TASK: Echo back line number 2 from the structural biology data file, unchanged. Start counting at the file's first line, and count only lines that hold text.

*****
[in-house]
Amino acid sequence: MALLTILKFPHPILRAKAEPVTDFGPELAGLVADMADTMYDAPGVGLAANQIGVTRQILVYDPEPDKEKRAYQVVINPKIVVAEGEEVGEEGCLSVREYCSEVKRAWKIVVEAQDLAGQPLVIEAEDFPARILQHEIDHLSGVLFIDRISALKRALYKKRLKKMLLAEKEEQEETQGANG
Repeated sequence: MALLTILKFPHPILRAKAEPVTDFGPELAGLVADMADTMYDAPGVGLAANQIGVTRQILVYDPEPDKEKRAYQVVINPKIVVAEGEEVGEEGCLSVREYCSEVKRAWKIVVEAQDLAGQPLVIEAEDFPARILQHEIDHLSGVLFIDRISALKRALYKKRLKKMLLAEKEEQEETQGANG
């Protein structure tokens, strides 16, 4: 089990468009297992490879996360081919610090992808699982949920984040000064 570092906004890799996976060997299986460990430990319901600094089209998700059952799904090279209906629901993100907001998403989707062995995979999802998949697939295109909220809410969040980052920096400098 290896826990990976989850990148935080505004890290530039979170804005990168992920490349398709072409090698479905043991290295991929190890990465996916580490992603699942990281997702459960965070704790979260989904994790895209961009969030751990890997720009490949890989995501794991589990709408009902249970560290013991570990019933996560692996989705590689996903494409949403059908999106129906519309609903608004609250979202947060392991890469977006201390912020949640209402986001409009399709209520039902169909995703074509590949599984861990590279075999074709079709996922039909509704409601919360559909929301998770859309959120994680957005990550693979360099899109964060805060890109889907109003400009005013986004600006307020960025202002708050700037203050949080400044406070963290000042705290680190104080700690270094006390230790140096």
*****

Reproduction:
Amino acid sequence: MALLTILKFPHPILRAKAEPVTDFGPELAGLVADMADTMYDAPGVGLAANQIGVTRQILVYDPEPDKEKRAYQVVINPKIVVAEGEEVGEEGCLSVREYCSEVKRAWKIVVEAQDLAGQPLVIEAEDFPARILQHEIDHLSGVLFIDRISALKRALYKKRLKKMLLAEKEEQEETQGANG